10 Things to Know as a New Houseplant Owner
Are you the parent of a new houseplant? If you want to create an Instagram-worthy display of plants in your home, here are a quick 10 things you need to know.
All plants need light, but some need less than others. Your plant’s tag will indicate what kind of light your plant needs. Best high-light options: succulents and cacti. Best low-light options: ZZ plant and snake plant.
2. Artificial Light
Even if you don’t have a lot of windows in your house, there are some plants that grow just fine under artificial lights, such as those in an office. Best artificial light options: Nerve plant and peperomia.
Your houseplant comes planted in well-draining soil. If you need to repot into a larger container, use a specially formulated houseplant soil.
Most plants don’t like to sit in wet soil. That’s why drainage holes in the bottom of the pot are important. If you repot your new plant, make sure the new container has adequate drainage.
All plants need water. And each species has its own needs. Some plants that originally came from rainy spots, need more water. Likewise, those that came from the desert need less. A general rule is that when the top surface of the soil feels dry, it’s time to water.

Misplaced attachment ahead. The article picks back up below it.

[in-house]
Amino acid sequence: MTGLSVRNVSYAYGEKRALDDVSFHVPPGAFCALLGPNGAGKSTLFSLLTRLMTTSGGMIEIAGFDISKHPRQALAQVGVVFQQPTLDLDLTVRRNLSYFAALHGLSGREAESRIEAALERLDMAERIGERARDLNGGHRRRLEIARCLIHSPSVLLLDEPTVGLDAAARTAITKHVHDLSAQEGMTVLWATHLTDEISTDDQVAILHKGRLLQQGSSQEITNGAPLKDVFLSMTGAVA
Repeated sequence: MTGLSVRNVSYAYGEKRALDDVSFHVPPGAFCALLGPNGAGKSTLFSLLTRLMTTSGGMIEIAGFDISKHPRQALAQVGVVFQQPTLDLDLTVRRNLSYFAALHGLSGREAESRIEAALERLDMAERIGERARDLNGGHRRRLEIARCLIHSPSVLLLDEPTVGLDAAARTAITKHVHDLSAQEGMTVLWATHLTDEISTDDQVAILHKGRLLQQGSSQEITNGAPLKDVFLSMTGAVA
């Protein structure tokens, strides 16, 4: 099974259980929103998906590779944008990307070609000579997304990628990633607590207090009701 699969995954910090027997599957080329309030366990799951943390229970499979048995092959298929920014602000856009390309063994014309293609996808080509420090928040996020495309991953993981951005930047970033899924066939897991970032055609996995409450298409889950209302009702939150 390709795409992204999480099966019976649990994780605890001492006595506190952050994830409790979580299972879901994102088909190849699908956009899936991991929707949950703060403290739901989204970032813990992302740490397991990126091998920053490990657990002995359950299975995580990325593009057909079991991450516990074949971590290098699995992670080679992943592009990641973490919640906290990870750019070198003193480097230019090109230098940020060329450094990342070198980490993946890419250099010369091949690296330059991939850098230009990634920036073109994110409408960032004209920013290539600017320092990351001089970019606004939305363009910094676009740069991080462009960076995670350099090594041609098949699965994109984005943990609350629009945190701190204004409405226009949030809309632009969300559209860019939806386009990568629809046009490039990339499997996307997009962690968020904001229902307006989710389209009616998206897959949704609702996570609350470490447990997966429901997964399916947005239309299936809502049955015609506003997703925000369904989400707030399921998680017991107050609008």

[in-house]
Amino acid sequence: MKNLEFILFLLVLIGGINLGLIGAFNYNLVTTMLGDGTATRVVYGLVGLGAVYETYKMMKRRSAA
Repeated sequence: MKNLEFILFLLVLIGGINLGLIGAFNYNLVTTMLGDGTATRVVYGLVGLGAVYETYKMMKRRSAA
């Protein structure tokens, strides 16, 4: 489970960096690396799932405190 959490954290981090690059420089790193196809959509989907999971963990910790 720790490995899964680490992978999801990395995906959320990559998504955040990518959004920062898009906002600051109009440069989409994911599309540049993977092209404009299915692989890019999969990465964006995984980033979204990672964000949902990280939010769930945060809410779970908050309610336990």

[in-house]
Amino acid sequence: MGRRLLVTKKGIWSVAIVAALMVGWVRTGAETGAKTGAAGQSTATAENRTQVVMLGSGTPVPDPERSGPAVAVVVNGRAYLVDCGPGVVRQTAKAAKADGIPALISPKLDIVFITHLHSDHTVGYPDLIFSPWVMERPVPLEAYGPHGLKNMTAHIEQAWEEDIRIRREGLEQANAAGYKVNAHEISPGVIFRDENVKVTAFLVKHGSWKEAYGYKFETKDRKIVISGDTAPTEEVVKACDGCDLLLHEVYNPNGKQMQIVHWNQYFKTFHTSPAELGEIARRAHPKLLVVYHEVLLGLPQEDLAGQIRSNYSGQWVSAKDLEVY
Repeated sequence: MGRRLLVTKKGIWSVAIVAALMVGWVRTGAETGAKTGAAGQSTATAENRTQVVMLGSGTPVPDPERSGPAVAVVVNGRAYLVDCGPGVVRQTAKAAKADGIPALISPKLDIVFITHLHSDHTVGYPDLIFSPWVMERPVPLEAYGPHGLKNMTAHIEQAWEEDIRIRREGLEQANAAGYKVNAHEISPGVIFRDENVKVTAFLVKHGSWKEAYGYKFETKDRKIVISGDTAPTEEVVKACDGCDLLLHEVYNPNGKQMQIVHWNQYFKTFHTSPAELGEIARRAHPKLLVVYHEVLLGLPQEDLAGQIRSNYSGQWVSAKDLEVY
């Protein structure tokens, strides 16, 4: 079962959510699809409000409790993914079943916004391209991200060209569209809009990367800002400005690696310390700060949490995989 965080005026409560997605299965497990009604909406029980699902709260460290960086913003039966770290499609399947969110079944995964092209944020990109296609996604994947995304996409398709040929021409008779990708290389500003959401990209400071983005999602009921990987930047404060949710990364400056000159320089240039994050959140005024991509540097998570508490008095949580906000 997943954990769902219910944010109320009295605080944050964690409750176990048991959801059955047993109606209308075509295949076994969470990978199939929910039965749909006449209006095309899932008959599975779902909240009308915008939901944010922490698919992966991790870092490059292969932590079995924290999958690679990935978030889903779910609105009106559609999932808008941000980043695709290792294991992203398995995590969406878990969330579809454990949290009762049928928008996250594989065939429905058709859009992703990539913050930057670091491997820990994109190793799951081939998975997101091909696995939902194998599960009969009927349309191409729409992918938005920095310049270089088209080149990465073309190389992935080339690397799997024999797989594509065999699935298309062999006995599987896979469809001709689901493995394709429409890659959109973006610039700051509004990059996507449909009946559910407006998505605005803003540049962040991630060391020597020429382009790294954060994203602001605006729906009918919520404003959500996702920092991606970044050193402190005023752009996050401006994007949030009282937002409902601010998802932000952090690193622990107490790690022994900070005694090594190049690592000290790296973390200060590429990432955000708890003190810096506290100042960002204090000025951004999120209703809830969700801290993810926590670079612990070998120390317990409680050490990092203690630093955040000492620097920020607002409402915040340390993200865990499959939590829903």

Houseplants can’t take really cold temperatures. If they get too cold (such as being left outdoors after frost), they will die. Generally, they like temperatures that range from 60 to 85F (15 to 29C).
Leafy plants that originally hail from rain forests like humidity. You can increase humidity by grouping plants together (they look great in a cluster) or by setting them on a tray of pebbles sitting in water.
8. Yellow Leaves
Plant leaves turn yellow for a variety of reasons: too much water, not enough water, too much sun, not enough sun, too much fertilizer, not enough fertilizer. We know, it’s confusing. Here’s how to figure it out.
Plants, like all of us, like to eat. But most houseplants don’t need much feeding. A couple times a year with a houseplant fertilizer is enough. Don’t overfeed; follow the fertilizer instructions (see tip 8).
When your plant gets larger, you may need to repot in a larger container. Some people like to repot their new plant when they get it. See tip 3 about soil choices and tip 4 about drainage in containers).